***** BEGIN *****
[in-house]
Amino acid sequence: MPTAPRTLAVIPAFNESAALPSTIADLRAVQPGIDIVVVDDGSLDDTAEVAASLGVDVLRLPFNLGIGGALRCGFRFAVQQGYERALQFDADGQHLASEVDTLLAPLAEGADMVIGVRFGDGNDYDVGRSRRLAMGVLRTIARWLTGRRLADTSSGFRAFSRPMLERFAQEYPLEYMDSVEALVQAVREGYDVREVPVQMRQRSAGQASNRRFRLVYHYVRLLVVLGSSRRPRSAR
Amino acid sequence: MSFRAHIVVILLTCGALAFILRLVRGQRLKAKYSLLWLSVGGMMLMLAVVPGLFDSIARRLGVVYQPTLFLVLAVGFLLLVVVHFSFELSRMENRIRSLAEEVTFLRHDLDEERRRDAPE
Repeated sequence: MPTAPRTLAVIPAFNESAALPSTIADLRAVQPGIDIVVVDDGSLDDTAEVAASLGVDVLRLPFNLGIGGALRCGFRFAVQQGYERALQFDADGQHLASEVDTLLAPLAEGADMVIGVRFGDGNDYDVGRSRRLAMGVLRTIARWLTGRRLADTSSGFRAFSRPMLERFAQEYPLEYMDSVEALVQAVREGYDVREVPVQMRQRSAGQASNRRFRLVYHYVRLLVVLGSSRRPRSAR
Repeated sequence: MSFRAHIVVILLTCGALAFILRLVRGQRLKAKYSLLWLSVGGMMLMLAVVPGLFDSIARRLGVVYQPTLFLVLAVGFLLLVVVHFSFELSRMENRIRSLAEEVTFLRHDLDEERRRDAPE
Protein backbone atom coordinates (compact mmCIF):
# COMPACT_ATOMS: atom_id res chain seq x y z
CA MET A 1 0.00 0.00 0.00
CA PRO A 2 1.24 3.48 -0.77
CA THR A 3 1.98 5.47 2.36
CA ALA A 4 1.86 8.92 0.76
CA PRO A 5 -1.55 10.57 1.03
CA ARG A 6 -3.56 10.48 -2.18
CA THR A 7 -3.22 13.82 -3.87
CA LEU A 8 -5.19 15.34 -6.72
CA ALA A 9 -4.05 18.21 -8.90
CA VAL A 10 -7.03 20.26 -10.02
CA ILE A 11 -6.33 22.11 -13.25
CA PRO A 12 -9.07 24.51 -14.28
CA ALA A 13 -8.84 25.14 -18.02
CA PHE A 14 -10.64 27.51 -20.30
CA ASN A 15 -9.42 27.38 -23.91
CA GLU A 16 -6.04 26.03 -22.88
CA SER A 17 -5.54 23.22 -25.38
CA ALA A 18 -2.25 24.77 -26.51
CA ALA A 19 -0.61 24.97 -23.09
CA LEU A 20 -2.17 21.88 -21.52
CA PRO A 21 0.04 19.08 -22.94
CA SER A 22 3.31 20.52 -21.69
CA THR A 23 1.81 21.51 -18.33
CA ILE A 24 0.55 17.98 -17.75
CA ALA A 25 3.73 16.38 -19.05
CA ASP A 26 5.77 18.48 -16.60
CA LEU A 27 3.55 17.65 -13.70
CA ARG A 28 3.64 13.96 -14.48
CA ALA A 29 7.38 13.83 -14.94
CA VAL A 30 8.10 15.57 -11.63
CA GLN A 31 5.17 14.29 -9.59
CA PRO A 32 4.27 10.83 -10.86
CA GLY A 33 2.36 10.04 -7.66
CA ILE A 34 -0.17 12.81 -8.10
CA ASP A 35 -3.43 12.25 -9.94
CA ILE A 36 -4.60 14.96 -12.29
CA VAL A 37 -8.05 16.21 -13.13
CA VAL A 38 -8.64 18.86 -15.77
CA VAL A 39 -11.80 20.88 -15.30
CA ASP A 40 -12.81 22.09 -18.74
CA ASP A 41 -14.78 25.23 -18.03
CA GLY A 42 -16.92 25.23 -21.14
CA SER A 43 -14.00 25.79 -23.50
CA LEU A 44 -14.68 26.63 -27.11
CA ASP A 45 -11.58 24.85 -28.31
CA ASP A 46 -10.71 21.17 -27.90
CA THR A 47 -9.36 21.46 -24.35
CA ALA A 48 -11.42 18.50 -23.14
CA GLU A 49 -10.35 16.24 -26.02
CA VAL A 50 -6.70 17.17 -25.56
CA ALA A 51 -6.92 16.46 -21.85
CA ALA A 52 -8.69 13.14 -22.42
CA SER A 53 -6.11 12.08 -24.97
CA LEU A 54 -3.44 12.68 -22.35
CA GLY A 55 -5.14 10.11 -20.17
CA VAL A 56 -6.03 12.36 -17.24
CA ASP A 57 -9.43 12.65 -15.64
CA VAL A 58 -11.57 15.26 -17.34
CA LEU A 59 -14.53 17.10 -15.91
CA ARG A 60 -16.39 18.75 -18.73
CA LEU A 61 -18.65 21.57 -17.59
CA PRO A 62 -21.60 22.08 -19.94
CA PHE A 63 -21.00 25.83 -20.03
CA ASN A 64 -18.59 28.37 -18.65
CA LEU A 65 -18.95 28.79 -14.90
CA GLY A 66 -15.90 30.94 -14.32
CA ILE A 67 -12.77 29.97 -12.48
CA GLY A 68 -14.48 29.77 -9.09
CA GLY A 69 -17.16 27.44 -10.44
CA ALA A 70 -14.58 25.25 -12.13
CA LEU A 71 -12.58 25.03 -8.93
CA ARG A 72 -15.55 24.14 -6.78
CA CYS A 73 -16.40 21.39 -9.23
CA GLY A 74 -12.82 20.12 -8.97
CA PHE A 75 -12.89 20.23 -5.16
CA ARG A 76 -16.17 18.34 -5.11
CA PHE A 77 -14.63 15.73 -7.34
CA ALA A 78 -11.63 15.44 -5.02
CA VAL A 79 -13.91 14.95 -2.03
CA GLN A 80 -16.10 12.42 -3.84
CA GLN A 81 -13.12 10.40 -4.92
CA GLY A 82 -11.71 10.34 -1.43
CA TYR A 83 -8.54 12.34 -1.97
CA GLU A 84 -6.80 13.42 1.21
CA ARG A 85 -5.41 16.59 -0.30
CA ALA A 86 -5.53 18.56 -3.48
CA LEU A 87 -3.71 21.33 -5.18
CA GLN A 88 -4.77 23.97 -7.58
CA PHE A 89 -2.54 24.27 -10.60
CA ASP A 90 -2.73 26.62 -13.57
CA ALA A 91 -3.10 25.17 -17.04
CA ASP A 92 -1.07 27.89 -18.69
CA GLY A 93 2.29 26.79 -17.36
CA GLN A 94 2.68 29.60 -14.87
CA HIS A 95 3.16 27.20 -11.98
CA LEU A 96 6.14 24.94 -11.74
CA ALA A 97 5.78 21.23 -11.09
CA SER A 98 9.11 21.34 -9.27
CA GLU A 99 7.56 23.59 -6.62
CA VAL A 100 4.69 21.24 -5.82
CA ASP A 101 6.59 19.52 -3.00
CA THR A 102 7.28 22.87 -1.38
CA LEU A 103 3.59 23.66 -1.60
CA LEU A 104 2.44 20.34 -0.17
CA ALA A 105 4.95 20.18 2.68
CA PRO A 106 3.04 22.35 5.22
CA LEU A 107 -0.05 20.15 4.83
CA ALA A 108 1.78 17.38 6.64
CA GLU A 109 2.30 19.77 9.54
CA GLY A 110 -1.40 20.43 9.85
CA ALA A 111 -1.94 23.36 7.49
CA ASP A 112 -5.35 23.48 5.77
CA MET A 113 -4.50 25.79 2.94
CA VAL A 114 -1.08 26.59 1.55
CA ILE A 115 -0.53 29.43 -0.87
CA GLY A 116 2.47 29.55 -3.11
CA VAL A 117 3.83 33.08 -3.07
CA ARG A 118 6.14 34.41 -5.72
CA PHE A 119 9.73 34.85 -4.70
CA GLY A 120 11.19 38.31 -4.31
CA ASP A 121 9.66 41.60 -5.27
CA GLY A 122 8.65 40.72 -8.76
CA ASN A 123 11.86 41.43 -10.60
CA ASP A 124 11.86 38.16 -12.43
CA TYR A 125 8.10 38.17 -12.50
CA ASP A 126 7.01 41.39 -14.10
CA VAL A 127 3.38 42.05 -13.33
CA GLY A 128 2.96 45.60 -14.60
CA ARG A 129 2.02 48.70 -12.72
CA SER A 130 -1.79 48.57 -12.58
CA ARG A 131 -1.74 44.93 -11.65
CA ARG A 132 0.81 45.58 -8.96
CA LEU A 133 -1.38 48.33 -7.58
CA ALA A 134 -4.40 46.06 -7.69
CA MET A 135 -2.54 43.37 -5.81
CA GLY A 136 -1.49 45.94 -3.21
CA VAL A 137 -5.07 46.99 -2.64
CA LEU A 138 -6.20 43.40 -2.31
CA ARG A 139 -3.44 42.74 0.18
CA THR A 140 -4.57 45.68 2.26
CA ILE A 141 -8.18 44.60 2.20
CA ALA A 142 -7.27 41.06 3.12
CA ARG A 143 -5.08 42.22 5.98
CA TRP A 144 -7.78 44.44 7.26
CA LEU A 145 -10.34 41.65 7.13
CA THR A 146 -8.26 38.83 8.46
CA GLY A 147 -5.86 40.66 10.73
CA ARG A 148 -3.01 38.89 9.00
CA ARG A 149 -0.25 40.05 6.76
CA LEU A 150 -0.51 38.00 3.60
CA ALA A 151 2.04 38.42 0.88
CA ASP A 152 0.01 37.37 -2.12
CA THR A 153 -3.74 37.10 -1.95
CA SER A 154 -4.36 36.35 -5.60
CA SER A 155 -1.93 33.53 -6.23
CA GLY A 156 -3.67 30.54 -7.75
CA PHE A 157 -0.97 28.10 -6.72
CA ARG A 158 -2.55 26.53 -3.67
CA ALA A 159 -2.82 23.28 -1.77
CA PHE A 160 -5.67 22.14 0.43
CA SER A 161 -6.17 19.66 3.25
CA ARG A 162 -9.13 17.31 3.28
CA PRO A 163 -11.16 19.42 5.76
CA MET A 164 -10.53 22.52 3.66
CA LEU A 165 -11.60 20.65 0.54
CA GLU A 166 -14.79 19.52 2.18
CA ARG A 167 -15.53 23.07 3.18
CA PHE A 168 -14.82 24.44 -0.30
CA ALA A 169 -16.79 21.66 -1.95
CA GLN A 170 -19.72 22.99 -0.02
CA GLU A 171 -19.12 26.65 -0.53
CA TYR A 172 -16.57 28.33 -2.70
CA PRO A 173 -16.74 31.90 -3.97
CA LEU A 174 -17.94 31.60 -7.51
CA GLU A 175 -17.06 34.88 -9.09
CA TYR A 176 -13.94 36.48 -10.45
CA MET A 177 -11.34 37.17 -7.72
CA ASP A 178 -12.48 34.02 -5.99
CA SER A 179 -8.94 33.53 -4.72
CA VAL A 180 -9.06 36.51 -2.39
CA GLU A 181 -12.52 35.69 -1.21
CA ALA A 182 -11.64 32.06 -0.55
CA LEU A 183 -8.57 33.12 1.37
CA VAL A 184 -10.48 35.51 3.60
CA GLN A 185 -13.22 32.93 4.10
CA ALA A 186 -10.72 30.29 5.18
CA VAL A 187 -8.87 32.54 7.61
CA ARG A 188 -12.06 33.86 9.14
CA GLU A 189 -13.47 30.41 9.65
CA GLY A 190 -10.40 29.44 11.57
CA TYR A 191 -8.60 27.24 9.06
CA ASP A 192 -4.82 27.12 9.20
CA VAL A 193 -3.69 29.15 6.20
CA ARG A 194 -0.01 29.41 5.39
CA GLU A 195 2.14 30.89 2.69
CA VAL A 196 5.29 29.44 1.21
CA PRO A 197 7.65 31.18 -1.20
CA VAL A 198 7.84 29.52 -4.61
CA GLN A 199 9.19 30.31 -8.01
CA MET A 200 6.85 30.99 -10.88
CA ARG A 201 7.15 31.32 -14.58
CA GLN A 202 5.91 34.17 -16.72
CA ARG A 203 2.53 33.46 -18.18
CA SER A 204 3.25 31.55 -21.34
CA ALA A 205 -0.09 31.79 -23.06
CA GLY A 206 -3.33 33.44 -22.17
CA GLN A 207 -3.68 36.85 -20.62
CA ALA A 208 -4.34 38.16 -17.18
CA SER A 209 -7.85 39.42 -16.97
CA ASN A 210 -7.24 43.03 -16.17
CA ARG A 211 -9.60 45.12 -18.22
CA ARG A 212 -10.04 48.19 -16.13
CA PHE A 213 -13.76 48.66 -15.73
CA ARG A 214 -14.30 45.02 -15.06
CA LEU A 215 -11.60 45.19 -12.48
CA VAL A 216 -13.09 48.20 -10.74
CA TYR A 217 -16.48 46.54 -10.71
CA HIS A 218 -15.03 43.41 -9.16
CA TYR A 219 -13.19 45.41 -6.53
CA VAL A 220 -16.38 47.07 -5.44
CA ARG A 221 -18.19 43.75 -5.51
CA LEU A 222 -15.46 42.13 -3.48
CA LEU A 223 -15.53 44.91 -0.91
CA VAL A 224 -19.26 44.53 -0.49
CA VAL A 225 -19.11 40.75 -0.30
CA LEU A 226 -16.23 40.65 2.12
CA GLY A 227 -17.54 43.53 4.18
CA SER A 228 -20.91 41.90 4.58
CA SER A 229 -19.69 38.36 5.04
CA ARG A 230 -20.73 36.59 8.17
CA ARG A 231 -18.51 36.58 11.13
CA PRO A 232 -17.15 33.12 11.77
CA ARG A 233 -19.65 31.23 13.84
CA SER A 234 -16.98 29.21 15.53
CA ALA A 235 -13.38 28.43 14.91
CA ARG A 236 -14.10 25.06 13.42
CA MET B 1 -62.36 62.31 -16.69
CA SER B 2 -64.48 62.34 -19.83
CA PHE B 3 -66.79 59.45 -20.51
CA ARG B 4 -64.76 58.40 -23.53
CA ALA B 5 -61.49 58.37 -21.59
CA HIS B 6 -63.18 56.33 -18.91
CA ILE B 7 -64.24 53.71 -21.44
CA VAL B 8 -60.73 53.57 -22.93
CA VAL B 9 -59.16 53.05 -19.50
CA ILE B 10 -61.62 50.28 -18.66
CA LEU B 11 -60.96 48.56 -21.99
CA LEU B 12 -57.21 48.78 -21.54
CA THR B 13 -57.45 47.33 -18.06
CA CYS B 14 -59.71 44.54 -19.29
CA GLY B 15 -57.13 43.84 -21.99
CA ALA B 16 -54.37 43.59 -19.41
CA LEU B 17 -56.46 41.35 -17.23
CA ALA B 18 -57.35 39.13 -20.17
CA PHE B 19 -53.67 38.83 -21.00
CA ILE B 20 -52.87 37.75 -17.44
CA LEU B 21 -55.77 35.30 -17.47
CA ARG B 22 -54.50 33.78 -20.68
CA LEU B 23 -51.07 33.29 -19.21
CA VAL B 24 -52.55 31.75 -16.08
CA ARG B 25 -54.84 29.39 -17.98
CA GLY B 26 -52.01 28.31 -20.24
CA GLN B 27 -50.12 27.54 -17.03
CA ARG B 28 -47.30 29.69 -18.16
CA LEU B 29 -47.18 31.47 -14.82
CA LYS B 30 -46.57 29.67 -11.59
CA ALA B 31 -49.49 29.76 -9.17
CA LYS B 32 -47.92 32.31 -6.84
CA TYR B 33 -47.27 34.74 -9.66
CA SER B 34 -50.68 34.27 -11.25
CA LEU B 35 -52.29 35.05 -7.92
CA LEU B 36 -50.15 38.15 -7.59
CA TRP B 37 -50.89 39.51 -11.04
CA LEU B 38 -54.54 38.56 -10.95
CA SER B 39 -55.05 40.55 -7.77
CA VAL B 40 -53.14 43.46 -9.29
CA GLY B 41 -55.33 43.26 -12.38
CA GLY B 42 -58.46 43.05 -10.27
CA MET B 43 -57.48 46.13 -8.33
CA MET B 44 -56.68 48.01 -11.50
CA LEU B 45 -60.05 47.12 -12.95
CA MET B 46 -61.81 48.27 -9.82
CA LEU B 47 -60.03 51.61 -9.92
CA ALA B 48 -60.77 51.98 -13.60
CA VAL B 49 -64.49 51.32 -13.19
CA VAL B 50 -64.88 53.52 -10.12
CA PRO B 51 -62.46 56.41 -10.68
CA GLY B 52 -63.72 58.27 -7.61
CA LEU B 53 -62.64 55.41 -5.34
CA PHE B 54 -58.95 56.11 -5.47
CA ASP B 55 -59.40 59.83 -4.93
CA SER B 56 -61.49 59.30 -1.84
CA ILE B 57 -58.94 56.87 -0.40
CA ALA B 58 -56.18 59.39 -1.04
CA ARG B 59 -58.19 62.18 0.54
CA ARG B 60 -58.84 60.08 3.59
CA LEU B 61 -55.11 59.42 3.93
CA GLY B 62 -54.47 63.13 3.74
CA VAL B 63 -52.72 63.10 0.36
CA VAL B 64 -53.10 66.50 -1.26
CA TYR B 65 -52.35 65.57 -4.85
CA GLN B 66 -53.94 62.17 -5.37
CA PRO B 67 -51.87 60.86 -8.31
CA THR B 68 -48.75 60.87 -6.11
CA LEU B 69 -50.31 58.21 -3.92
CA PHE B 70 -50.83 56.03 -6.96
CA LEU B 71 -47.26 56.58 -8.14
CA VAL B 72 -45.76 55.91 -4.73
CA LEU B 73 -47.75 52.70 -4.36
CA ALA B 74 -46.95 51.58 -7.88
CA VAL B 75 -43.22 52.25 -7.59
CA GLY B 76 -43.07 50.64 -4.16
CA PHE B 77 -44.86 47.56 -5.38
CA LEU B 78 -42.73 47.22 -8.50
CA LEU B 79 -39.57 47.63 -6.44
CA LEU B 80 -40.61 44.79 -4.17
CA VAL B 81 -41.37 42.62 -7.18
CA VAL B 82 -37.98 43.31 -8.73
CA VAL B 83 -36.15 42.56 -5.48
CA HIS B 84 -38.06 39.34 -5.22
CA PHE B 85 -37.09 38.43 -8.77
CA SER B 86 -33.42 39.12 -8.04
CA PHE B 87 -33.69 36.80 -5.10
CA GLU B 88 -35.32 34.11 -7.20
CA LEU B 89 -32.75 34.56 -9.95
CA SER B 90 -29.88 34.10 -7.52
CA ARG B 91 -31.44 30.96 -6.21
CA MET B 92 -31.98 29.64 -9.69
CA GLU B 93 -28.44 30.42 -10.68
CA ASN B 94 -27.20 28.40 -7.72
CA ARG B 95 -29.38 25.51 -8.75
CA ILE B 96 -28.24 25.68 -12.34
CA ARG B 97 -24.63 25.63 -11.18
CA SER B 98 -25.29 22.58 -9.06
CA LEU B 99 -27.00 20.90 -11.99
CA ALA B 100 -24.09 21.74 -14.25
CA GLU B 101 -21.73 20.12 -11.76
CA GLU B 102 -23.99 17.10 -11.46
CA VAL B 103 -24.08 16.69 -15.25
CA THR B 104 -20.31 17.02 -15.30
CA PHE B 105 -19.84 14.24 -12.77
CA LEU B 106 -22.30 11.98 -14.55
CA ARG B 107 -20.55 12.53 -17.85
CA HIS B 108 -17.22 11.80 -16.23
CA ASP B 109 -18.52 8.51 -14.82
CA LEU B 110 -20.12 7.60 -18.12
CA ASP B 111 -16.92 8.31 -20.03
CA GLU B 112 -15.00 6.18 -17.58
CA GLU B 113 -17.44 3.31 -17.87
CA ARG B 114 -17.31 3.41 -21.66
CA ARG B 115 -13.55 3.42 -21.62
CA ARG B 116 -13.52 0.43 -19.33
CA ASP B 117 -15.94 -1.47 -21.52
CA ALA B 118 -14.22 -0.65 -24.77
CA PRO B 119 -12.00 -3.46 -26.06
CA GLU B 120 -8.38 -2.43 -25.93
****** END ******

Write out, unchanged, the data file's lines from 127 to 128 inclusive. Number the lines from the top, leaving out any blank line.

CA GLY A 120 11.19 38.31 -4.31
CA ASP A 121 9.66 41.60 -5.27